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Bishop Strickland . . . Recovering And Serving The REAL Common Good

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Part 2

The values, principles, and truths we proclaim are good for all men and women. They are a part of our common human vocation and provide the glue for building a truly just social order. They require respect for the dignity of all human life from conception to natural death, protection and promotion of the first cell of society, marriage and the family and social order founded upon it, and respect for authentic human freedom, which includes the first freedom, religious freedom. They must be worked into the leaven of society so that we may share this bread with every man, woman, and child. This is how we serve the REAL common good.

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In addressing what are called the “Social Issues,” the Catholic Church offers truths and principles intended to guide all Christians in forming their conscience so that they can then properly approach participation in the culture, including political participation. Only with a properly formed conscience can they exercise the duty and right to vote in a manner which is consistent with their baptismal vocation.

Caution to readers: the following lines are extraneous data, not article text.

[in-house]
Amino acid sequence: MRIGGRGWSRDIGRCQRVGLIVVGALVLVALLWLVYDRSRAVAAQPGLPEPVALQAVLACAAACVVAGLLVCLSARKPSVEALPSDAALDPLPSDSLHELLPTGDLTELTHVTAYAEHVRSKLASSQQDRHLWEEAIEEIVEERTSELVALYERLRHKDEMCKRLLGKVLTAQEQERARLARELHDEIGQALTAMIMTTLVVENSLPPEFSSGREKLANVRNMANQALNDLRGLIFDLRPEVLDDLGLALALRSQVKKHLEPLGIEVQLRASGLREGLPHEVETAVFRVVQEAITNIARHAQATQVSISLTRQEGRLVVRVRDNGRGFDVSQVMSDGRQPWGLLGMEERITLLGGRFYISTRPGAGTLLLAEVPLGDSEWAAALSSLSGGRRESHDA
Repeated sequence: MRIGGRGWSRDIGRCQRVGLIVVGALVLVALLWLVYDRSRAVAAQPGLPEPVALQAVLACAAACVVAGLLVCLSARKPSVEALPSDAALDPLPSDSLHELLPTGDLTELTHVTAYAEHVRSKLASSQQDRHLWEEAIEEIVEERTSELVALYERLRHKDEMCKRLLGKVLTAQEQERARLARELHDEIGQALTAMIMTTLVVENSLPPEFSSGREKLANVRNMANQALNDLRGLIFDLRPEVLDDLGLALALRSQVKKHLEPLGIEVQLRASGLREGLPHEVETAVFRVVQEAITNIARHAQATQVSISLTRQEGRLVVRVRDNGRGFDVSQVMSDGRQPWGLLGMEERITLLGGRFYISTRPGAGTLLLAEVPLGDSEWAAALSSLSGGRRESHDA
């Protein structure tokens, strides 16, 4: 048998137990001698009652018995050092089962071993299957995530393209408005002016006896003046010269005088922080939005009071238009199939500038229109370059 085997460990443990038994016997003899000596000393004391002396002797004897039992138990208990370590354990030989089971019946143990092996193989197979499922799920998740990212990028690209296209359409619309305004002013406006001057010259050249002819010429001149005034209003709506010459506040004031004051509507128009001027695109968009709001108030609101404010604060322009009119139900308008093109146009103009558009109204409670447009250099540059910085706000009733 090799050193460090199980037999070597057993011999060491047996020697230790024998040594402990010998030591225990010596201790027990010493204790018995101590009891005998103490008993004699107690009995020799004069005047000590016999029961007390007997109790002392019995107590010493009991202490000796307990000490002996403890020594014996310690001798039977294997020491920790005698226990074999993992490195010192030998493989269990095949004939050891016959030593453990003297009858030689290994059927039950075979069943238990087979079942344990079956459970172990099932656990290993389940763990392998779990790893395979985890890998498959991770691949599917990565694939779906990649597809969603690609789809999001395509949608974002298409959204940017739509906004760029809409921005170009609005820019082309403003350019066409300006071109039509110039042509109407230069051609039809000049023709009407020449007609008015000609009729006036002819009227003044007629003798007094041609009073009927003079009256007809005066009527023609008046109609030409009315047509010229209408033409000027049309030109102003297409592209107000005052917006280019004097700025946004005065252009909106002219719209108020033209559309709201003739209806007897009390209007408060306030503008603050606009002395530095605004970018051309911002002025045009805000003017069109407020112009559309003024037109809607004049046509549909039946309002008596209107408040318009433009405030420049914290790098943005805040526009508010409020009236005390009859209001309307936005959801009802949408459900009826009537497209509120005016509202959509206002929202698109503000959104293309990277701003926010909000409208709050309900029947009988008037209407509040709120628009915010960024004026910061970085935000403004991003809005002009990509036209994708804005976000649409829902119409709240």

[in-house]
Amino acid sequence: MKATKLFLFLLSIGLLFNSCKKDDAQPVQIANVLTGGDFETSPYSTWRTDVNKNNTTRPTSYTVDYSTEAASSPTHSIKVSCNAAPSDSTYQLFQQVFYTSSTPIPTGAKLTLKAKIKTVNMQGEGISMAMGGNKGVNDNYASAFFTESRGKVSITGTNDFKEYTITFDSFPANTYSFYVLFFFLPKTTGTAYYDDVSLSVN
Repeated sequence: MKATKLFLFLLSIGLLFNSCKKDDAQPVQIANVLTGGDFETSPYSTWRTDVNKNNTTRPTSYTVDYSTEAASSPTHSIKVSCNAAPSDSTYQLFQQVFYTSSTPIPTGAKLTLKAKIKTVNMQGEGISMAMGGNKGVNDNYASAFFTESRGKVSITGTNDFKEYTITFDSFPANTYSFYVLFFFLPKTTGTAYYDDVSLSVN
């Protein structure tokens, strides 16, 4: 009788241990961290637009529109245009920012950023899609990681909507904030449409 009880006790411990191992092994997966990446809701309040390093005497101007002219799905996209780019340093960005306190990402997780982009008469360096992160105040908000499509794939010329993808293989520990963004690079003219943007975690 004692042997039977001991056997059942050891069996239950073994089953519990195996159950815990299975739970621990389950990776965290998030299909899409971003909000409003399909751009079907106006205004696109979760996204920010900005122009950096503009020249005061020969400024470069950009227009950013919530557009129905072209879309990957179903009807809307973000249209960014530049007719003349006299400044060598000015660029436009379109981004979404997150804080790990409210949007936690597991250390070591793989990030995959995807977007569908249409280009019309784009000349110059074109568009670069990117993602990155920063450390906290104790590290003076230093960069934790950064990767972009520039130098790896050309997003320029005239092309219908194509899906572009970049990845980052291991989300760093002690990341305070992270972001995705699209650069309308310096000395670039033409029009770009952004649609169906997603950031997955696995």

Christians are called to live an integrated life wherein our faith informs every aspect of who we are and how we live our lives with others. We are, by both nature and grace, social — called into relationship. That is because we are created in the Image of a Trinitarian God who is One — but not solitary. We are called to build a social environment conducive to authentic human freedom and human flourishing, for everyone.
Just as the human person is an integrated whole and you cannot separate the soul and the body, the body politic is an integrated whole. There is a moral basis to a free society. You cannot separate moral values from our common life together. To do so threatens the moral foundations of a free society. It is also contrary to our call to serve the common good.

The Common Good

This concept of “the common good’ is integral to understanding our Christian vocation and the social obligation that flows from it. Sadly, it is too often misunderstood. Concern for the common good lies at the heart of the Social Teaching of the Catholic Church. If it has been misused, and it has, we who are Christians need to take it back and re-present it by articulating a vision for a new Catholic action.